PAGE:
It would appear from the words of the Aruch HaShulchan (Choshen Mishpat 97:2) that if the lender must frequent places where the borrower is present, he can inform him once that he needs to be there for personal reasons, and is not interested in getting repaid as long as the borrower is unable to repay him. This would resolve the above question in a manner in which no parties need be uncomfortable.

(3) Since the issue here is causing a fellow Jew discomfort for no constructive reason, it makes no difference if the source of discomfort is a lender who lent his own funds, or an official who has lent communal funds. The Chofetz Chaim in his Sefer Ahavas Chessed (7:8) states this clearly regarding the prohibition of going to a debtors home to repossess items (Devarim 24:10), and it would seem that this would apply to our case also.

(4) It is clear from the words of the Shulchan Oruch (Choshen Mishpat 97:23), that although a Bais Din may confiscate property from a delinquent borrower to repay his loan, they do not have the authority to force him to borrow money from others to repay what he has borrowed.

It is also clear from the Teshuvos HaRosh (Klal 68, Siman 10), Teshuvos HaRashba (Vol. 1 Siman 1069), Teshuvos HaRivash (484), and the Shulchan Oruch (ibid. 15), that a Bais Din can not force a borrower to work in order to make money to repay his debt. This is based on the Possuk (Shemos 22:2) “VeNimkar B’Gneivaso” – and he should be sold (into servitude) for his theft, from which we deduce that he can not be sold for a debt incurred in another way. This is true even if the borrower agreed at the time of the loan that if he is unable to pay when the debt is due, he is willing to go to work for the lender to pay off the debt. Even if this was written into a contract, and a Kinyan was made on it, since this is a condition which violates our Torah in a situation which involves personal suffering (Masneh Al Mah SheKosuv B’Torah B’Makom Sheyaish Tzaar HaGuf), it is void. As stated in the Biur HaGrah (97:45), even Rabbi Yehuda, who generally argues with Rabbi Meir (Kesubos 63a) and holds that a condition that violates the Torah is Halachically binding, would agree in this case that it is not Halachically binding.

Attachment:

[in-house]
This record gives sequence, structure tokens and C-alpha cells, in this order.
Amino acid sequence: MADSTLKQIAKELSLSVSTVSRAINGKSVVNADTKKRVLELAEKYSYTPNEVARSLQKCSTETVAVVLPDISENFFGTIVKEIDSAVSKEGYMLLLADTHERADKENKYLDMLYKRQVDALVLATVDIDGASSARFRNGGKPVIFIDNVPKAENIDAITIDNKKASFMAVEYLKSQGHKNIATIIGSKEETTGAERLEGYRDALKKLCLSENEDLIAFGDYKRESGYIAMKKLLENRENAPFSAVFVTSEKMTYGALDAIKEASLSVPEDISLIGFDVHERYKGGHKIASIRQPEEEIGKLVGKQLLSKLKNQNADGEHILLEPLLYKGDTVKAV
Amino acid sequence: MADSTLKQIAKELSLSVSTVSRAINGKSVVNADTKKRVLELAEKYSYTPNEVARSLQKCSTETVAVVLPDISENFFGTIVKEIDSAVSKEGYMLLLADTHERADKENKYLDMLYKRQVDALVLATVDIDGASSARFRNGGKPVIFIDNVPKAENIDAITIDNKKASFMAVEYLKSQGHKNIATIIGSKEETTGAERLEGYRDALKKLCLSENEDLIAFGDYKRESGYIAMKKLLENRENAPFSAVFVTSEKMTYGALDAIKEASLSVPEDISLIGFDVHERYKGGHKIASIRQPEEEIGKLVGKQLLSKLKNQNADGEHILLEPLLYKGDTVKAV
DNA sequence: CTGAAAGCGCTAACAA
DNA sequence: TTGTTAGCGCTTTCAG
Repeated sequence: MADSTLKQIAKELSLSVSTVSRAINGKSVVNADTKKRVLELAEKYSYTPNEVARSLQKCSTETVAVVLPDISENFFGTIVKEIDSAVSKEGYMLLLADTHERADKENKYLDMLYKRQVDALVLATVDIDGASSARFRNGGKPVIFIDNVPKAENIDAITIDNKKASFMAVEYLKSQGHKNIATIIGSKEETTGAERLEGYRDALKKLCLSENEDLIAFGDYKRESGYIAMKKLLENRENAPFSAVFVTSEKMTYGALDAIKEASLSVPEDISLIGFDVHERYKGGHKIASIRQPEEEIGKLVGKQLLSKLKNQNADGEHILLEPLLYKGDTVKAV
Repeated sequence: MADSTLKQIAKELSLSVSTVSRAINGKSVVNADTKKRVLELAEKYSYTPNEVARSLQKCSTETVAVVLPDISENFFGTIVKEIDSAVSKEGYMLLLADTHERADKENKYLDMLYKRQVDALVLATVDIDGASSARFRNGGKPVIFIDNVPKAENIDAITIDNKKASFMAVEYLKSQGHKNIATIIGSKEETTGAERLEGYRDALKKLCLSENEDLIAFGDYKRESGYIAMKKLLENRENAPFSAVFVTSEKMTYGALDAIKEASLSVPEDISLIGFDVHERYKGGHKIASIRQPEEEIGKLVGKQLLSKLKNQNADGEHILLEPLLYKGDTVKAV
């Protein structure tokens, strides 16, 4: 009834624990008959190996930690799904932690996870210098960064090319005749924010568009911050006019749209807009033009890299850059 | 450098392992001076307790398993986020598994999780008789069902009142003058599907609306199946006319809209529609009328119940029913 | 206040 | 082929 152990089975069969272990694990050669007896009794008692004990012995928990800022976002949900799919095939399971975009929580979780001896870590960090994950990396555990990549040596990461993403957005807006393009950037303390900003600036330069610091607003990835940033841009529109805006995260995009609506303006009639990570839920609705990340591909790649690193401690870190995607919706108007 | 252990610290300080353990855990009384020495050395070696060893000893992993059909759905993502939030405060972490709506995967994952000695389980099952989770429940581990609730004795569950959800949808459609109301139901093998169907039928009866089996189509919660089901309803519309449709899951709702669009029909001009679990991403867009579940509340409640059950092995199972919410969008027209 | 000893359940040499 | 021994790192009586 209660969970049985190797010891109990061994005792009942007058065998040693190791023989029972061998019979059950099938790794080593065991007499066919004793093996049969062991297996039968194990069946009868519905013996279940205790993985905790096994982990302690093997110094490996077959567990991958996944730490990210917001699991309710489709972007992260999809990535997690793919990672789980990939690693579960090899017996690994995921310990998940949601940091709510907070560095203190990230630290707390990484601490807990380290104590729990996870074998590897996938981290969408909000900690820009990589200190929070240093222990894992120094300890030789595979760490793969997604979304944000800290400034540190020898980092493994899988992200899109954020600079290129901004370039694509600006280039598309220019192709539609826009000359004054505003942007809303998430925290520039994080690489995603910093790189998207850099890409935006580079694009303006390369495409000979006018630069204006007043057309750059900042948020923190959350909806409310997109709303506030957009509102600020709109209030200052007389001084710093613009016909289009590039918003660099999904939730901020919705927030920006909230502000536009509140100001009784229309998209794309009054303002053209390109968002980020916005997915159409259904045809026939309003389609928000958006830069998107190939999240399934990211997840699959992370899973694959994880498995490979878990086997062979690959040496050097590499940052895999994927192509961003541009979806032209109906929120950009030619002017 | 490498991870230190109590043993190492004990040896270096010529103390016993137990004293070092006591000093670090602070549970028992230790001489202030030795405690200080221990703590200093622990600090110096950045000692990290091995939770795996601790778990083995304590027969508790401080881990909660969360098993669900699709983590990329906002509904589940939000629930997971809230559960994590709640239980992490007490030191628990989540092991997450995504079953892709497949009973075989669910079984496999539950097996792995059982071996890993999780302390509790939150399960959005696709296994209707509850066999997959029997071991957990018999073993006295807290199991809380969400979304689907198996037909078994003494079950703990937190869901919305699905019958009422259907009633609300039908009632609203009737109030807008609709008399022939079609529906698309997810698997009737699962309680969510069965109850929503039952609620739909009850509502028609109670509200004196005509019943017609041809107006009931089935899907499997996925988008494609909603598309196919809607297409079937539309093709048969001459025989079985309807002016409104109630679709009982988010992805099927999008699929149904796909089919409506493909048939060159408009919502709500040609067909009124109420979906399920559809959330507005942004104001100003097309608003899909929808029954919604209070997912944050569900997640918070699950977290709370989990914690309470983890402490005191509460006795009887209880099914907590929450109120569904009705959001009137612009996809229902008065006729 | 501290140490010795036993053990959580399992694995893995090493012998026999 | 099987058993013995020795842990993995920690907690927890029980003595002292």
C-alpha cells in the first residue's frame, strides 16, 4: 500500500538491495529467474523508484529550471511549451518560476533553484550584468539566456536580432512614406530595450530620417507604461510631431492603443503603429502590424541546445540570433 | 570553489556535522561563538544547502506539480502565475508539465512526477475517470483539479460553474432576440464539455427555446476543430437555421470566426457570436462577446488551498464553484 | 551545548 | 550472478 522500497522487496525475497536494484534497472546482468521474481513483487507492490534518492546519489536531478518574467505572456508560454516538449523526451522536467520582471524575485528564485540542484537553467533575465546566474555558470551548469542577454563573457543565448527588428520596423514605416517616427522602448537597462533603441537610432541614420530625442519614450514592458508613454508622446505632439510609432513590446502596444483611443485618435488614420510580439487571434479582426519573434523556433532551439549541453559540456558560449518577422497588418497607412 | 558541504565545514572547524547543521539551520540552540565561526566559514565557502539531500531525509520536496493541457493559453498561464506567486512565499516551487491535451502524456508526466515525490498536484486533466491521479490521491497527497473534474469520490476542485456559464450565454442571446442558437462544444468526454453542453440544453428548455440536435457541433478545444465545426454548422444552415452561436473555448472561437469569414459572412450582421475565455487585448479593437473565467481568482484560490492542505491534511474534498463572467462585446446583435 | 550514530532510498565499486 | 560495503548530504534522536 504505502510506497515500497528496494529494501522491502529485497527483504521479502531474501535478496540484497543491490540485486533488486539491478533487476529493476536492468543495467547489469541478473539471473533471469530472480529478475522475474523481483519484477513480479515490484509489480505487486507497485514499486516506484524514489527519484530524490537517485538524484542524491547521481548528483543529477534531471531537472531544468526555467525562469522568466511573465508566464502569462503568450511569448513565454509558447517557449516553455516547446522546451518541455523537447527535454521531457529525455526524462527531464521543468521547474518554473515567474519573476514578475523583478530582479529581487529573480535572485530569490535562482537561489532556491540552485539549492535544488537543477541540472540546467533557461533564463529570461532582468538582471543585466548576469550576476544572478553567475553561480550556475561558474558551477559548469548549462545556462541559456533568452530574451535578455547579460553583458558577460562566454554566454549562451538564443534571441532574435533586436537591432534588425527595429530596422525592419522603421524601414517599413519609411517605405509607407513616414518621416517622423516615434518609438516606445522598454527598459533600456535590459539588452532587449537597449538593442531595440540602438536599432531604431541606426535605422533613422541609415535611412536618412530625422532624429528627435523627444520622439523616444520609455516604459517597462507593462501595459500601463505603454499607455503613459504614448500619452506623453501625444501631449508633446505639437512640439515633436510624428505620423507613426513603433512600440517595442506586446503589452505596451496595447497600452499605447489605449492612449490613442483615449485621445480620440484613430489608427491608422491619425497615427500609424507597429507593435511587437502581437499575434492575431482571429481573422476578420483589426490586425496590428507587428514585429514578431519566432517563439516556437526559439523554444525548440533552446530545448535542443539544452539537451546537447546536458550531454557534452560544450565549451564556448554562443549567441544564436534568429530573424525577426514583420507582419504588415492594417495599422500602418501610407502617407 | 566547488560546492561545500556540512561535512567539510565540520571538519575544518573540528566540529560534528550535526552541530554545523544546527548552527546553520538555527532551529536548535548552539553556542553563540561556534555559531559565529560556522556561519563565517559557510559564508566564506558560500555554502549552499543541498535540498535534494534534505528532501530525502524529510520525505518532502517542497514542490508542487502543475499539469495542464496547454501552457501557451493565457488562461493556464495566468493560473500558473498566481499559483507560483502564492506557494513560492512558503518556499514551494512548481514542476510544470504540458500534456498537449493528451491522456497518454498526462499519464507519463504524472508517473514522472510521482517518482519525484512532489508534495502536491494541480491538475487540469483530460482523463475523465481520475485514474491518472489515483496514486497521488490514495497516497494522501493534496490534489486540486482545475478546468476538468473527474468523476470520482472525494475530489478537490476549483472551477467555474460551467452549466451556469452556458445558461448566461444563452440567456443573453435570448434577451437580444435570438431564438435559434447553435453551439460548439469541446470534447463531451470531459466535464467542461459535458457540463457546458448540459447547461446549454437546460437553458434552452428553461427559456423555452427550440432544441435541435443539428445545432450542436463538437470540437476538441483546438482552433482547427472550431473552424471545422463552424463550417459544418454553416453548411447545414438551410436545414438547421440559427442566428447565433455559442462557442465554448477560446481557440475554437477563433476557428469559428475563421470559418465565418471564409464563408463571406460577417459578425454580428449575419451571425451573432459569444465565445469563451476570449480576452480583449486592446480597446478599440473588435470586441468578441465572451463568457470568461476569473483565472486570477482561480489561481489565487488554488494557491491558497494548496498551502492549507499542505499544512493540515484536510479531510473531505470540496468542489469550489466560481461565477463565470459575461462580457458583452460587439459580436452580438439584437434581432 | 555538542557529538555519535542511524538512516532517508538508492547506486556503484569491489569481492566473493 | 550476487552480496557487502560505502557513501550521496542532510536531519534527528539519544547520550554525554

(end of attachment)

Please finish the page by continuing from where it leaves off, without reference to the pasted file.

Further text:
This week’s class is based on a column by Rabbi Tzvi Shpitz, who is an Av Bet Din and Rosh Kollel in the Ramot neighborhood of Jerusalem. His column originally appears in Hebrew in Toda’ah, a weekly publication in Jerusalem. It has been translated and reprinted here with his permission and approval. His columns have recently been compiled and published in a three volume work called Mishpetei HaTorah, which should be available from your local Sefarim store.

Feedback is appreciated! It can be sent to[email protected].

This week’s class is based on a column by Rabbi Tzvi Shpitz, who is an Av Bais Din and Rosh Kollel in the Ramot neighborhood of Jerusalem. His Column originally appears in Hebrew in Toda’ah, a weekly publication in Jerusalem. It has been translated and reprinted here with his permission and approval.

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Please Note: The purpose of this column is to make people aware of Choshen Mishpat situations that can arise at any time, and the Halachic concepts that may be used to resolve them. Each individual situation must be resolved by an objective, competent Bais Din (or Rabbinic Arbitrator) in the presence of all parties involved!